This Land Is Yours, Landgraf

Almost lost in the pre-Christmas rush of media and pandemic news was a report of a branding tweak that I believe represents a huge win for a perpetual insurgent that has even triumphed over Mickey Mouse.

Disney announced this week that FX, the network I am proud to say I helped build that was acquired from FOX two years ago, will now receive its own branded digital destination for its acclaimed original content and that the cumbersome “FX on Hulu”sub-branding that it has been saddled with since becoming part of Mouse House will be retired.  For my former boss John Landgraf and his team of superb executives this is nothing short of a massive internal political win.

Disney is a company that passionately believes in the value of a brand and will frequently choose their perception of protecting one versus the investment in content that will actually generate an audience.  Indeed, many of the recent difficulties that Disney Plus has had in continuing their early momentum against their chief studio-centric streaming competitors has been directly related to the internal conflicts surrounding what content is appropriate for a service with the pristine Disney nomenclature.  It has resulted in numerous more adult-centric programming either pivoting to other corporate destinations (including Hulu) that don’t have the Disney Plus reach or being delayed or aborted.

When FX was evolving within the FOX universe similar issues of brand policing emerged, and I was in the forefront of it,  When it was first created FX was perceived as FOX without the O, imaged as FOX without its heart.  At the time, the network was still a hodgepodge of reruns and male-appeal originals like Howard Stern’s sitcom spoof SON OF THE BEACH and THE X SHOW, otherwise known as the talk show that didn’t launch Jimmy Kimmel’s career.  Frankly, there was not only no heart, there was no heartbeat.

As the move toward more defined and consequential content like THE SHIELD unfolded FX found audiences in the millions and its identity of being “fearless”.  Landgraf has been the key champion of that branding, relentlessly putting every program under consideration through that filter to determine its potential for the network.  At various times his passion has been blind to the realities of what his viewers actually want, and many of those incidents occurred early on in his regime, where our worlds collided.  Unfortunately, speaking Leblanguage to someone even more determined to advance his vision proved to be fatal for me.  As the executive often responsible for the sobering reality of Nielsen rejection who refused to challenge the same ratings company that provided good news when bad news would be offered,  I am one of the few architechts of the empire he built who fell off the ride early on.

During the 2010s, FX and Landgraf had far more hits than misses, secured their respective industry positions and ultimately became the crown jewel of the media assets Disney acquired when it got Rupert Murdoch out of the entertainment side of the business at decades’ end.  At that point, Disney was heavily invested in trying to make sense out of Hulu, a brand whose name literally came out oif a brainstorming session.  While Hulu has achieved some degree of success with breakthrough content like THE HANDMAID’S TALE it was–and is–more defined by a much larger array of niche series, time-shifted ABC series and 35-year-old GOLDEN GIRLS reruns.  Basically, where FX was at the start of the century.  The initial push was for the “FX on Hulu” connection to drive young adult traffic for critically acclaimed original shows to the platform, with FX benefitting from multiplatform exposure it was never able to capitalize on under FOX ownership.  (If you didn’t subscribe to FX Now, you’re one of hundreds of millions of TV viewers who didn’t).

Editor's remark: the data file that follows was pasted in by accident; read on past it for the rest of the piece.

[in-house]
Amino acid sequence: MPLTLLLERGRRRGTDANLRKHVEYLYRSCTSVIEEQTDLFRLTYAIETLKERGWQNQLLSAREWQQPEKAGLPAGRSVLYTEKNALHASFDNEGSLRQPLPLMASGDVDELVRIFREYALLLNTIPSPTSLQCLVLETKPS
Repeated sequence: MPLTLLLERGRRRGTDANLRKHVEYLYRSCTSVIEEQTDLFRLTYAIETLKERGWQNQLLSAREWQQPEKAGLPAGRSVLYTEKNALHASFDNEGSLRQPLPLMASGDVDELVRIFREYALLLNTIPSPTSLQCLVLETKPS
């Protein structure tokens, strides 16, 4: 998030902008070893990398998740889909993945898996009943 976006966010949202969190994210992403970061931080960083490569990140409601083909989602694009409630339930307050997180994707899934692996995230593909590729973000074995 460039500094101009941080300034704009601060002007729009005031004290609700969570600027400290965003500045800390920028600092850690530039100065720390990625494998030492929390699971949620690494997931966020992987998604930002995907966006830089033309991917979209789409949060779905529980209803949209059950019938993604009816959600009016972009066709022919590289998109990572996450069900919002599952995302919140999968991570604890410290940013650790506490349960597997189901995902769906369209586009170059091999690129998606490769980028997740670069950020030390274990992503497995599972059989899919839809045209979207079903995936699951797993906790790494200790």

FX has indeed thrived with a stronger online presence.  DAVE, a comedy that initially runs on its younger FXX channel, broke all FX records for total viewership of an original half-hour thanks to its omnipresence on Hulu.  The FX series are among Hulu’s most-viewed, eclipsing those of Freeform and ABC series.   But while legacy brands like NBC and CBS become subservient to their streaming cousins Peacock and Paramount Plus it became apparent that it was FX, and not Hulu, that was the front end of this horse.Hu

lu can’t even keep pace within its own universe with Disney Plus.  It is about to lose its NBCU content and still does not have a global footprint to match those of those competitors.  Its originals lack the buzz that Apple TV+ and Prime Video shows have, let alone the pedigrees of the library-inspired originals that Paramount Plus and Peacock leverage.

Landgraf has been uncharacteristically quiet of late, with rampant rumors of corporate inflghting between his team, lead by his longtime FOX boss Peter Rice, and the Disney distribution team headed by former HR executive Kareem Daniel frequently surfacing.  Like most linear networks, even its critically acclaimed hits like its recent Monica Lewinsky-themed AMERICAN CRIME STORY installment delivered disappointing audiences.  There was even some buzz that Landgraf had grown frustrated enough to perhaps move on.

I haven’t spoken to John in years, but I do believe I know his thought process and I still respect his talent and passion.  Indeed, we share the same dedication to rigorous honesty and will defend what we believe to be true even when empirical evidence says it should be reconsidered,  Clearly, he’s stuck to his guns.  This week’s news strongly suggests he was correct in doing so.  Whether or not he hangs around to continue remains to be seen.  He’s been successful enough to chart his own course.  Regardless, the house he built will stand separate.  And for that alone, hats off to the Mayor of Hollywood yet again.

Until next time…


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